This paper presents modeling CO2 enhanced oil recovery (EOR) flood performance through the application of dimensionless scaling for both forecasting and surveillance purposes. While the methodology has been used successfully for West Texas CO2 floods for more than two decades, a recent modification in the process enhances the certainty of forecasted tertiary response based on simulation and analog results. The primary focus of this paper is on how this new approach improves the use of analog or observed production history to develop more reliable forecasts for EOR processes. Business units favor analog methods since they are fast, adaptable and explicit.
Analog tertiary production response is the incremental oil production over an estimated base waterflood oil recovery. The original formulation, published in a different paper (
This paper summarizes BP's Alaskan viscous oil resource appraisal strategy to de-risk viscous oil resource progression with a goal to improve recovery factor by 10%. A key to recovery improvement is application of improved oil recovery/enhanced oil recovery (IOR/EOR) methods. However, even after detailed studies, moving to the next stage including field pilots is not always easy in the mature and remote Alaskan North Slope.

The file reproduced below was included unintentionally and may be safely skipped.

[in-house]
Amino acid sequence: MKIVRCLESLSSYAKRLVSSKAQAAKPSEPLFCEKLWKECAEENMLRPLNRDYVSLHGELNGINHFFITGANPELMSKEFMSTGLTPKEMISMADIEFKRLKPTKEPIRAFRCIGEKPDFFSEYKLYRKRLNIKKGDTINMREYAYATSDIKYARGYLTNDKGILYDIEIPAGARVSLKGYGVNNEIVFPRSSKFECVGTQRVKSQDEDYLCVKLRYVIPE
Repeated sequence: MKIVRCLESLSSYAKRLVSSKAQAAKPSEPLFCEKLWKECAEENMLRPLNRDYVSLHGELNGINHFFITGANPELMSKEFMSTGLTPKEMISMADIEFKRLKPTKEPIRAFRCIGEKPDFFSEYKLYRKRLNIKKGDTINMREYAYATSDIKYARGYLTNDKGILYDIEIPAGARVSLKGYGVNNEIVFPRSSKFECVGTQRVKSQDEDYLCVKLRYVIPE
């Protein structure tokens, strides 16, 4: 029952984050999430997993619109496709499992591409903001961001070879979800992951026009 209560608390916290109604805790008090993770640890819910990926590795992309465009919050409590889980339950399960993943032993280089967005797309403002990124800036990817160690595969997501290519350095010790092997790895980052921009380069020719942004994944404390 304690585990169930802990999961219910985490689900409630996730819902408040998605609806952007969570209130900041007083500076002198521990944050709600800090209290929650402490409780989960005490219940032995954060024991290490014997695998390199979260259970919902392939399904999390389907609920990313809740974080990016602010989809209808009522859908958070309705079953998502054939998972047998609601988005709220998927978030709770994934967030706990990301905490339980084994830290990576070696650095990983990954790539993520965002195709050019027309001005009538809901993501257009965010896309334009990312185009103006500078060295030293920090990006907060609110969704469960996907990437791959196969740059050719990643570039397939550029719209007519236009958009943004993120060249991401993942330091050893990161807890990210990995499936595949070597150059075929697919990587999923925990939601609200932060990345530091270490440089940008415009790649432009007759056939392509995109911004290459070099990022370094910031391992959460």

The paper also covers BP's Alaskan viscous oil technology strategy, extraction technologies selection, simulation and analytical studies, laboratory studies, and field trials for various shortlisted methods. A comprehensive study strategy conducted for progressing chemical EOR processes is discussed. The paper also addresses the challenges of obtaining new core and fluid samples for laboratory studies and logistical and economic considerations for field trials due to location and weather conditions in this part of the world.